Effectiveness lies in listening to requests properly and take them as an opportunity for improvement. If you don’t, these same people will go to the data protection authority (DPA). So I when I meet DPAs I tell them, we are like an extended arm of DPA. If I am in Spain I am ensuring that people don’t go to DPA of Spain, they come to me. If only I am not able to satisfy them they go there, and that’s my failure. — Srinivas Poosarla

Kechida too talked about how customer service was at the heart of a CPO’s role. “Ultimately it’s the customers whose data you process, and so if you want to really do things well, it’s there. What matters to them like directly is: I want to know what data you have about me. I want you to delete my data. This is the thing you want to put a lot of effort in, to make sure people are satisfied with the way that you’re handling this,” Kechida said.

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Figure out how to balance user privacy and company growth

How to manage risks: The way to think about risk management for privacy roles is slightly different because you’re not just thinking about the risk to the company, Weiss said. “You can frame privacy issues as a kind of corporate risk, and when you do, you might assume that running a privacy program is very similar to running other types of programs that try to manage risk for the corporation. What is unique and different about privacy is that the privacy officer’s primary duty and responsibility is to think about risk to a different class: risk to individuals,” he said.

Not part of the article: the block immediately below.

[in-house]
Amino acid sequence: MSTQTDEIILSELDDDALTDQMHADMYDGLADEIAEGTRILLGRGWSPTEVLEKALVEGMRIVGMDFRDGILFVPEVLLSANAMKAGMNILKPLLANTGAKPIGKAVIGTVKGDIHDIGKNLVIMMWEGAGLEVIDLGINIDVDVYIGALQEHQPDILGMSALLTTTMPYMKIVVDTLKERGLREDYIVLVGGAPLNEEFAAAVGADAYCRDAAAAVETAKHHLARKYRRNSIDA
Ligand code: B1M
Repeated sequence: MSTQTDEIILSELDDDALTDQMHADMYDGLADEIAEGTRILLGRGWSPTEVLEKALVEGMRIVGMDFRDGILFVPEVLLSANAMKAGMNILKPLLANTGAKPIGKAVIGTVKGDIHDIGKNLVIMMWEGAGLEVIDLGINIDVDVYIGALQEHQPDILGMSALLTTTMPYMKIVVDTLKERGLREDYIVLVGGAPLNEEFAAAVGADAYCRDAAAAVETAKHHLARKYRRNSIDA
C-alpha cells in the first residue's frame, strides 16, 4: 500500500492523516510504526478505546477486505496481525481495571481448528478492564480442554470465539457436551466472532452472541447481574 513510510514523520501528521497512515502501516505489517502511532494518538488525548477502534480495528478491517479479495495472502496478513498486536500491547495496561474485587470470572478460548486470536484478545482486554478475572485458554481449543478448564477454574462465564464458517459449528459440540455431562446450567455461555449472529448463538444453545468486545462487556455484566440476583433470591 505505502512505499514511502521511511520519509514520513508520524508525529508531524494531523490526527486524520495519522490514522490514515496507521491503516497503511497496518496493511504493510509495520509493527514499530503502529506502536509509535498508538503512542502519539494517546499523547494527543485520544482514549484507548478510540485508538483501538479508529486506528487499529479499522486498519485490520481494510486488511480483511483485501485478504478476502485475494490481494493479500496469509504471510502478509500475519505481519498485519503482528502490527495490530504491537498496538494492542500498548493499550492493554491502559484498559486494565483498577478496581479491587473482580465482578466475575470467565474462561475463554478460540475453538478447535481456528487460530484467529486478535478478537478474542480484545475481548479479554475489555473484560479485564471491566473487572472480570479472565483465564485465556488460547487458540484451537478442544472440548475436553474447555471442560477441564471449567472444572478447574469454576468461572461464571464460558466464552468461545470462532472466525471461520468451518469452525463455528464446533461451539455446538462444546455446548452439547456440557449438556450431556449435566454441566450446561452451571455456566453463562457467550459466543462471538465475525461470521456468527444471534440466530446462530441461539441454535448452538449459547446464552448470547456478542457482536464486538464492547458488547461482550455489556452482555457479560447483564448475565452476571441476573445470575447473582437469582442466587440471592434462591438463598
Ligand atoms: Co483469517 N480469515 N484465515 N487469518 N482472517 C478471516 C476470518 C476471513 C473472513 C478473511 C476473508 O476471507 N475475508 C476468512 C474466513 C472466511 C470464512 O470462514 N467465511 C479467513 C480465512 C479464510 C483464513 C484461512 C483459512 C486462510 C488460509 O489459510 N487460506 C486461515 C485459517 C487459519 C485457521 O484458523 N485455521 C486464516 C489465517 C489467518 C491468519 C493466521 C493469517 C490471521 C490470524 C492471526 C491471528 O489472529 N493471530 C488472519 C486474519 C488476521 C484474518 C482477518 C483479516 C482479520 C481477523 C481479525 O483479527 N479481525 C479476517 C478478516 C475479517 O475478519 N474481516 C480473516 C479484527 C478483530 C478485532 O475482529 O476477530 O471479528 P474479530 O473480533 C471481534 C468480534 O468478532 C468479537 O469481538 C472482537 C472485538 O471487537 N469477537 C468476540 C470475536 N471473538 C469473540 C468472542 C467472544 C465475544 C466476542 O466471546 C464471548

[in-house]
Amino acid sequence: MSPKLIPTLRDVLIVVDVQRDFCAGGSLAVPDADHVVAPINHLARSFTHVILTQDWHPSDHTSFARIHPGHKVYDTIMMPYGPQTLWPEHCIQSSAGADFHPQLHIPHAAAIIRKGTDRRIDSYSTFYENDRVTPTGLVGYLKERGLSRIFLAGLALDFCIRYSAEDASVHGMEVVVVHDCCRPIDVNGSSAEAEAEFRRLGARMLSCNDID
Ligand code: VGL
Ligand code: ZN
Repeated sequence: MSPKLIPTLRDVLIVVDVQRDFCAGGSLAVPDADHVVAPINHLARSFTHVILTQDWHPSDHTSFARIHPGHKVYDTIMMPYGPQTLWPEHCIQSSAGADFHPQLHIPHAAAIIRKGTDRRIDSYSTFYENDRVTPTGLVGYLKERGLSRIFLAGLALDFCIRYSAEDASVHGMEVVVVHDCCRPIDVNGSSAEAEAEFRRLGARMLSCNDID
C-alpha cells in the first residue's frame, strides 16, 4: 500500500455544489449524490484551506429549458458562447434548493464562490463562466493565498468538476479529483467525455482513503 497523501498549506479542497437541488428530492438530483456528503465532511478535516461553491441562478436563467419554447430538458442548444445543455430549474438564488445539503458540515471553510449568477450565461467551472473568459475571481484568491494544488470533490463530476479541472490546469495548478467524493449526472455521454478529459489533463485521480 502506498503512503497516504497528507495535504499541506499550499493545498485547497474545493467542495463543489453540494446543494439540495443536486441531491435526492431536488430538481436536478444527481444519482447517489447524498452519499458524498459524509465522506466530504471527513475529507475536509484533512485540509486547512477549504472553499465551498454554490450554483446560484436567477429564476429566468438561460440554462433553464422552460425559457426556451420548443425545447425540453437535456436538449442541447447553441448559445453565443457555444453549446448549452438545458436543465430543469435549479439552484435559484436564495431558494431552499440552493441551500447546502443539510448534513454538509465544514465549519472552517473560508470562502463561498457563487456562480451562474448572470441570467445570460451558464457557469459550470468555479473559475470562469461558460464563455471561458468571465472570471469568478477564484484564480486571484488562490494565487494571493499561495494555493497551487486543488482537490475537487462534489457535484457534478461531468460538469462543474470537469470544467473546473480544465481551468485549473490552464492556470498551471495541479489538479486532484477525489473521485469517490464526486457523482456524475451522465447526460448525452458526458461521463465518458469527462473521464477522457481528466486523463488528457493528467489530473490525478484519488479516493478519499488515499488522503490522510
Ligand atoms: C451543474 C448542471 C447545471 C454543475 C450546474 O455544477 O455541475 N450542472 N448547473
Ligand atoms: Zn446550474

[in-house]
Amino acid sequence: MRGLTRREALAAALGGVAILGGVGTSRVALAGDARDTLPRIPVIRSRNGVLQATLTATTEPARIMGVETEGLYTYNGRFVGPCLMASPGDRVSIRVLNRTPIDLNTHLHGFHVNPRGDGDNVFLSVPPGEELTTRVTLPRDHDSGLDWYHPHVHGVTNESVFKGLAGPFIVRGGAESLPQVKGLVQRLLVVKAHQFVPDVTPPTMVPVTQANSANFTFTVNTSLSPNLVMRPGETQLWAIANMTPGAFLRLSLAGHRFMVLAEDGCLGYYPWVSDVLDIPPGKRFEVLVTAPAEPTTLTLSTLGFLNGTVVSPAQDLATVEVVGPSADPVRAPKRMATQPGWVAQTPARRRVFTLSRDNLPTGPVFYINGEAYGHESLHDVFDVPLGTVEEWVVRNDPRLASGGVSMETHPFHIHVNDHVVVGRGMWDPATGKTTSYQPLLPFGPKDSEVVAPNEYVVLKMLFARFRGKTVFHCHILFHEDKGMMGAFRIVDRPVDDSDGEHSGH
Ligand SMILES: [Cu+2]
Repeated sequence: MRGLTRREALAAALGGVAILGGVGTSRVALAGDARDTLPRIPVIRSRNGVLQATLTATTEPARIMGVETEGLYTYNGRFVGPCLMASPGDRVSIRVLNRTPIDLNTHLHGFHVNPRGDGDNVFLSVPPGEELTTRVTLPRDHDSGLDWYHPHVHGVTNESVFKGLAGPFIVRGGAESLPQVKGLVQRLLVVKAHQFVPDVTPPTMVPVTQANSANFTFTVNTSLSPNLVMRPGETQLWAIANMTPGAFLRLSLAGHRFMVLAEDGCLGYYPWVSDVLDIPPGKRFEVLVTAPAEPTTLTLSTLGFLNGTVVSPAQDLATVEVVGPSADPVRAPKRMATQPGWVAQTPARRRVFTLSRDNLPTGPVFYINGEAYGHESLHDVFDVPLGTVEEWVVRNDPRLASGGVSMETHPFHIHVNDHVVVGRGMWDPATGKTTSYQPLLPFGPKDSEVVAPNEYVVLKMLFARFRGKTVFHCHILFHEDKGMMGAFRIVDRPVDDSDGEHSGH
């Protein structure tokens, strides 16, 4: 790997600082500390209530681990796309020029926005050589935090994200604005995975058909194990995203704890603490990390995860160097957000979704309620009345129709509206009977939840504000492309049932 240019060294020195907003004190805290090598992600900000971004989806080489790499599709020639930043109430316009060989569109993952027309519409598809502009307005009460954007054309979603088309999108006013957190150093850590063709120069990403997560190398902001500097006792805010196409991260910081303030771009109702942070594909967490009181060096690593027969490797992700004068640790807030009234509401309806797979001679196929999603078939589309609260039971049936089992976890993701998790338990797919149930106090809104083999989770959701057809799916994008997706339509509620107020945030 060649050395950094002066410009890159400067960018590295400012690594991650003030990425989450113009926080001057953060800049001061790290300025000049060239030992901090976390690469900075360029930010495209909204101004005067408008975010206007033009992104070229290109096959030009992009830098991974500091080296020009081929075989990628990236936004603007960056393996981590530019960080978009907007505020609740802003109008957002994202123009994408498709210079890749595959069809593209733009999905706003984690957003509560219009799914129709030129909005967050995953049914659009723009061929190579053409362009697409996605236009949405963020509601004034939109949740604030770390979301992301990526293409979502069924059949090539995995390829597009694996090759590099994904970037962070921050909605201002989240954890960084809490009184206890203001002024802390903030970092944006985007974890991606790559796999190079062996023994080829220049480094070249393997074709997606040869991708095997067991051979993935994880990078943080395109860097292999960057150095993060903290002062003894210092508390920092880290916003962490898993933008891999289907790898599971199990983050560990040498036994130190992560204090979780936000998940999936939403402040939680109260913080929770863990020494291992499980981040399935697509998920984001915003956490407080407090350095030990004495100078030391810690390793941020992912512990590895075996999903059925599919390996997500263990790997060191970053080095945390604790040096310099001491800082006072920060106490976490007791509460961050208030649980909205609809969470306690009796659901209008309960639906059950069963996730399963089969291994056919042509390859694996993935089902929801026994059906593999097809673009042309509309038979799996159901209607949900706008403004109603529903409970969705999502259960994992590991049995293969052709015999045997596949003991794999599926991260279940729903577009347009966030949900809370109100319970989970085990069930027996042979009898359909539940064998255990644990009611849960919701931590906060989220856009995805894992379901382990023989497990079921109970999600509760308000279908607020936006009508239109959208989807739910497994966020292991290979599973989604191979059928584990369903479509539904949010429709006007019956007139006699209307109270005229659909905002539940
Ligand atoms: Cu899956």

Conflicting priorities: There are often conflicts between the privacy of individuals and the company’s growth. What should CPOs prioritise in such cases? Weiss argued for navigating away from a yes or no approach: “The question is not, should you take away all algorithms, yes or no. The question is, what are the features of an algorithm that balance in a proportionate way the need to do what the algorithm is supposed to do… with the potential negative impact on individuals. And once you do that balancing work, it’s not usually a yes or no, it’s a how,” Weiss said.

MediaNama hosted this event with support from Facebook, Flipkart, Internet Society, Mozilla, Mobile Premier League, Omidyar Network, Paytm, Star India, and Xiaomi. We are also thankful to our community partners – the CyberBRICS Project, the Centre for Internet and Society, and the Centre for Communication Governance (NLU Delhi).